RM: Another outgrowth of the 2020 election is that everyone associated with the prior administration is often seen as a leper, because among other things so many senior figures including the former president are facing investigations or even prosecution. Have you or any of your personal colleagues faced any professional or legal attacks because of your roles in the Trump diplomatic team? 

RAL: Well, I think the concept is—as a whole you’re right. People who served in the previous administration have been treated poorly across the board by institutions that are considered mainstream. If you look where senior officials from previous governments normally have gone, those opportunities have not been open to members of the Trump Administration. When you want to get into specifics regarding prosecution or persecution of individuals, I would tell you that we’re at a dangerous place in America. I’m not going to comment on any specific investigations etc., including and especially the president, but the rhetoric is beyond bad. And we’re in a place where I think we all need to think very carefully about what it is that makes America “America,” and work very strongly towards that. Everybody that I met in the administration worked very hard for the United States of America. Day in and day out, they didn’t work for the voters of Trump. They didn’t work against the voters of Hillary, they worked for Americans. And I think that that is something that needs to be counted and recounted and appreciated. And this strong wave of vilification is disappointing to say the least.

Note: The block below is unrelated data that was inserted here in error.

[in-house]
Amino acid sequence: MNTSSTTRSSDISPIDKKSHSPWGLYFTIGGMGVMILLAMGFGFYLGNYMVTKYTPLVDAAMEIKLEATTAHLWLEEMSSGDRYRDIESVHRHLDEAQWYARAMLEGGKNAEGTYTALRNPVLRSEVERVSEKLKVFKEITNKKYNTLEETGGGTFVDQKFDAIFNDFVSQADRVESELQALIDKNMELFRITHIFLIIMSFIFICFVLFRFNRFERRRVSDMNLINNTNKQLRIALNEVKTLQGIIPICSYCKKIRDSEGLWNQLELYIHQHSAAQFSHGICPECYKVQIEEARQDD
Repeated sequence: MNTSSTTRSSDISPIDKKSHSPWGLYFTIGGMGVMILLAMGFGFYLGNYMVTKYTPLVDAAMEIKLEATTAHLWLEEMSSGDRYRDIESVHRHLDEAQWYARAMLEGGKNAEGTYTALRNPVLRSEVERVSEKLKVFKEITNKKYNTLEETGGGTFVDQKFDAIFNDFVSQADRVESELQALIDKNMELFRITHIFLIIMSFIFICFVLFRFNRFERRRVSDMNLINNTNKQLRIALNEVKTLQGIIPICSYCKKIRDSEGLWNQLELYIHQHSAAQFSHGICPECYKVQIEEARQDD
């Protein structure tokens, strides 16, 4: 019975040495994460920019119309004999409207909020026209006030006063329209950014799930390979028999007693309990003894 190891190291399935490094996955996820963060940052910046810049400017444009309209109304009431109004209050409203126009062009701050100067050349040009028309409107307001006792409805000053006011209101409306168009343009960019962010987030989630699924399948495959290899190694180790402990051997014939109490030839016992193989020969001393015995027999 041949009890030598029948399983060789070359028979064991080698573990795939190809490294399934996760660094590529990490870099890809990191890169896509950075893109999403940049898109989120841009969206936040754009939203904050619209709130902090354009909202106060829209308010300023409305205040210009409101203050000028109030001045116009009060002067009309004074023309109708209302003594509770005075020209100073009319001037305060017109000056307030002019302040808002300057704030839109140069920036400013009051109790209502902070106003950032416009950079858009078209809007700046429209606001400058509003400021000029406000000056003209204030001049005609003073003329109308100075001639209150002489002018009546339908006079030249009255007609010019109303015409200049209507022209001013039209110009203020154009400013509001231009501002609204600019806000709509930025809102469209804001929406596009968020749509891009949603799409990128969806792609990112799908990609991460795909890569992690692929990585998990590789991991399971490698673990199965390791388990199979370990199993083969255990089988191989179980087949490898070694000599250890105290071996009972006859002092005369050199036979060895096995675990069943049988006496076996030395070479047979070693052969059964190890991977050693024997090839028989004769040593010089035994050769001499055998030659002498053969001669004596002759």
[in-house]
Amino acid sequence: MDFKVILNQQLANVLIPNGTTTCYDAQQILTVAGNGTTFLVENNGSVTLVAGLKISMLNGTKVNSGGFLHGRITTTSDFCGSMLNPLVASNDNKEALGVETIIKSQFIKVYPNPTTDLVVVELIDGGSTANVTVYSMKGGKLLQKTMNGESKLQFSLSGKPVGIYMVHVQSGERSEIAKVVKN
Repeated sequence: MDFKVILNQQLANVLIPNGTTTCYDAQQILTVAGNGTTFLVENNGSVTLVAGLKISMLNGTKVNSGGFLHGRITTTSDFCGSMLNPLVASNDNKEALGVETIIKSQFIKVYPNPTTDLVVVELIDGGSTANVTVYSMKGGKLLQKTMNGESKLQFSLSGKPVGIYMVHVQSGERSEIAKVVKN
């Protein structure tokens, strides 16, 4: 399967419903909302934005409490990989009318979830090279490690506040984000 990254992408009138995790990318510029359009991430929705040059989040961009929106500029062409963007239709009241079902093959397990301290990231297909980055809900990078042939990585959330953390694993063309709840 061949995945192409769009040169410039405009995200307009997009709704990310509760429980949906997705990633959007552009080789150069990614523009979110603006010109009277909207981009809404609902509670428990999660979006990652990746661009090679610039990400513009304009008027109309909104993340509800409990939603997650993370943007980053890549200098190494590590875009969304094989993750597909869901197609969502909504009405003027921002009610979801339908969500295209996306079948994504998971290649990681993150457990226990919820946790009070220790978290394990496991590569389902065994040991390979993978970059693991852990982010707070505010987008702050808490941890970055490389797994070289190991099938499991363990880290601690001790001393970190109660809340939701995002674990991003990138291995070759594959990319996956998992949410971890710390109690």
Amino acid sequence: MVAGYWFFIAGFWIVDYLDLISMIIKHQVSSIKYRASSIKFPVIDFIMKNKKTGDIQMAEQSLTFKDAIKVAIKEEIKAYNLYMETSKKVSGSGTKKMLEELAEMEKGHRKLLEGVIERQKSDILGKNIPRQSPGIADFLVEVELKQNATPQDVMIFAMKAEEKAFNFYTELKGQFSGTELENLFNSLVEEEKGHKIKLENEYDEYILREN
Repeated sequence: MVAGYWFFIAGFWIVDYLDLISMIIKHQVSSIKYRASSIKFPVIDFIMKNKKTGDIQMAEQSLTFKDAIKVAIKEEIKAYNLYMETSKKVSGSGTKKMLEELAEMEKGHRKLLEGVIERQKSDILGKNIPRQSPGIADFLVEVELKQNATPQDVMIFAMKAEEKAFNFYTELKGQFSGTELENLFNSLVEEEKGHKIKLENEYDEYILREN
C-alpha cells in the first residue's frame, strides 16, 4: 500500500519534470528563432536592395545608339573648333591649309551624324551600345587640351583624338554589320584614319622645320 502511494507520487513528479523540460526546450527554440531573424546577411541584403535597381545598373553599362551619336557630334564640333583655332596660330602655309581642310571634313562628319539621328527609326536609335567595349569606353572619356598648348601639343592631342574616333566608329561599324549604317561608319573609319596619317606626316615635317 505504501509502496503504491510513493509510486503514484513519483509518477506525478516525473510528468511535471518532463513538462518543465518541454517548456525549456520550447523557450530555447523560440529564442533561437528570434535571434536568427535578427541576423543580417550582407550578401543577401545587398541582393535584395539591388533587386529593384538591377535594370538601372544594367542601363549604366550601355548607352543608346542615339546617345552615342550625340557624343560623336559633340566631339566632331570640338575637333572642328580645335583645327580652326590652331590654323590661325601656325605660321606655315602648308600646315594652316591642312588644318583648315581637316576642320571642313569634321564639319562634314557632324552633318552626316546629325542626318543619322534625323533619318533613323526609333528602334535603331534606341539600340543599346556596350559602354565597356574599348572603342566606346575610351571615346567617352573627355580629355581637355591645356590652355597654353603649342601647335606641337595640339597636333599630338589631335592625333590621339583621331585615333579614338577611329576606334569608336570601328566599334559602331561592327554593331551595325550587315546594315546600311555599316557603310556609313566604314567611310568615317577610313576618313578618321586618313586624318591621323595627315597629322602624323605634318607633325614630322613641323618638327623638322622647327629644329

RM: You mentioned that one legislative priority you have long supported is the passage of anti-BDS [the pro-Palestinian Boycott, Divestment, and Sanction movement] legislation on the state level but in recent years federal courts in states like Georgia and Arkansas have struck down such laws for first amendment violations delivering rhetorical victories to BDS advocates like Abby Martin. Do those decisions impact whether you still support that strategy of laws at the state level?

RAL: Yeah, I think the strategy is a good strategy, [but] the strategy likely needs to be refined in order to be in line with what the Constitution does and does not allow. I certainly am not advocating for the changing of the Constitution or the turning over of the Constitution. I think we need to fight the anti-Semitic and anti-Israel bias with everything that we can for the following reason: America will do it, because it’s good for America, not because it’s good for Israel. Standing for the right thing gives us credibility and respect throughout the rest of the world. We need to fight back against this because this is just another venue and platform where the only country of the Jews has been vilified because it is a country of the Jews. Anybody who says that “it’s anti-Zionism, it’s not anti-Semitism” is making stuff up. It is baloney, it is BS. The answer is that that is vile anti-Semitism, and we should use every tool that we can. Some tools will not work and these are thrown out, because they’re not constitutional. Let’s come up with new tools. But you fight this fight because the fight is moral, the fight is right, and the fight is a fight that must be won because if the United States of America does not fight this fight, nobody else will and anti-Semitism will once again become mainstream and accepted. 

For more of this interview, watch here.